India and Japan: Forging New Ties
Writing in the Daily Mail, EWI Board Member Kanwal Sibal, former Foreign Secretary of India, argues for a stronger, strategic partnership between India and Japan.
Prime Minister Manmohan Singh's visit to Japan from May 27 to 30 was opportune, as the circumstances today are more propitious than ever for India and Japan to forge a solid strategic partnership.
Japan's ties with China have frayed badly, with massive trade and investment ties between the two failing to shield Japan politically from aggressive Chinese territorial claims on Senkaku islands.
Even if the two countries manage to defuse the situation to avert the incalculable risks of an actual military brawl, China has lit a fire under the relationship that would be very difficult to douse.
To deal with the emerging Chinese threat, Japan has to develop a new mix of diplomatic and military tools. In addition to a defence cordon provided by its US alliance, it needs a diplomatic cordon comprising of select countries anxious about the unpredictable consequences of China's rise visible in its aggressive posturing in the South China and East China waters and its recent incursion into Ladakh. Japan's ties with India have thus become more relevant strategically.
Economic reasons too favour close India-Japan bonds. Japan is already heavily over-invested in China; China's politically motivated squeeze of Japan on rare-earth supplies carried a lesson. Rising India, with all its shortcomings, has the market, consumption potential, investment needs and manpower assets of interest to an ageing Japanese society and the Abeconomics-pushed revival of Japan's economy.
Prime Minister Abe lays stress on democracy as a source of security and has proposed in that perspective the concept of an Asian Security Diamond comprising of U.S., Japan, India and Australia.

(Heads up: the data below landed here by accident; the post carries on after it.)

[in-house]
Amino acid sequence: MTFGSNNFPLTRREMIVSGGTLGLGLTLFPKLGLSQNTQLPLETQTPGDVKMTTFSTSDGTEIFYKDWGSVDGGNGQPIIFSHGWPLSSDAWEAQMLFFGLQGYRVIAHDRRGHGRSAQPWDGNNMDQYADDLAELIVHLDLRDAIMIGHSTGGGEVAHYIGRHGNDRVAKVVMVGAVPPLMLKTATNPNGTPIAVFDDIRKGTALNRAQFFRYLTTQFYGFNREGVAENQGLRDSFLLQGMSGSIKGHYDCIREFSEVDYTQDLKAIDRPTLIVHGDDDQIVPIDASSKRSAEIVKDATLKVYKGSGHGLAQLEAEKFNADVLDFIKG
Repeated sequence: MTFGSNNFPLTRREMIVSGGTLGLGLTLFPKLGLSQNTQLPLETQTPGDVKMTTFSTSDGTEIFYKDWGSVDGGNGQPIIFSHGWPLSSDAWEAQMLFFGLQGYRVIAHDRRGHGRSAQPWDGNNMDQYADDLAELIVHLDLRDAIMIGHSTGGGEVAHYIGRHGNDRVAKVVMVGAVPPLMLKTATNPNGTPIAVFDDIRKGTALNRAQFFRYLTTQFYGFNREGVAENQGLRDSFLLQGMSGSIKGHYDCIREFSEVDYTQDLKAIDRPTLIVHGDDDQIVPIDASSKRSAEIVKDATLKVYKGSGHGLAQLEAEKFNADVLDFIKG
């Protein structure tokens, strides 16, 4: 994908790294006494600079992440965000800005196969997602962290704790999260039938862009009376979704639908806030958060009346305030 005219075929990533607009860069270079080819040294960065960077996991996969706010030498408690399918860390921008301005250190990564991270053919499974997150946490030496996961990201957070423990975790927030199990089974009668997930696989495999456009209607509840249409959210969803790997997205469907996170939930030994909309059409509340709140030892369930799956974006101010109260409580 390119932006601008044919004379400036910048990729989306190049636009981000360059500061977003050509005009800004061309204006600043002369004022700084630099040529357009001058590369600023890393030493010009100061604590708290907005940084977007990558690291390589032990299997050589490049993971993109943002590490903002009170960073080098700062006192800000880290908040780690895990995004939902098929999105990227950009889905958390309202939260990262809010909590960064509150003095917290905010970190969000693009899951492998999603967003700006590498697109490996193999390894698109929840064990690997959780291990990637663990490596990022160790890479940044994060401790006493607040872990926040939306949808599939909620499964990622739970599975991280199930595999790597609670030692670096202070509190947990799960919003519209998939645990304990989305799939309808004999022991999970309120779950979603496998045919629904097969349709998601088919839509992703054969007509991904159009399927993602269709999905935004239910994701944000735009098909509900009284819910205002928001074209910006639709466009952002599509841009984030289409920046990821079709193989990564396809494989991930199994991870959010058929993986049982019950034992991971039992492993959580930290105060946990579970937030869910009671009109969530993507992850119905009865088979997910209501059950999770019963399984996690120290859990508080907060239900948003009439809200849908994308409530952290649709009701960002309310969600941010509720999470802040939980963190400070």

Tactically, grouping select countries sharing similar political values to work together to promote regional security is a defensible approach, and China's protests, as an opaque, authoritarian state have no legs.
Japan's current political overtures towards India are unprecedented. Sensing this, the Chinese have tried to interfere with the developing momentum of Indo-Japanese partnership, with Premier Li Keqiang inserting his visit to India before that of our Prime Minister's Japan travel, and manipulating its results in rhetoric and substance to suit China's diplomatic strategy.
We went along with Li Keqiang to describe the India-China relationship as "an effective model of friendly co-existence between...neighbouring countries" and emphasised its "regional, global and strategic significance." We agreed to establish a Joint Study Group to develop a BCIM (Bangladesh, China, India, Myanmar) Economic Corridor.
Enhanced bilateral cooperation on maritime security and cooperation in safeguarding sea-lanes and freedom of navigation was also endorsed, as well as the establishment of an open and inclusive security framework in the Asia-Pacific region. We even approved bilateral cooperation in civil nuclear energy.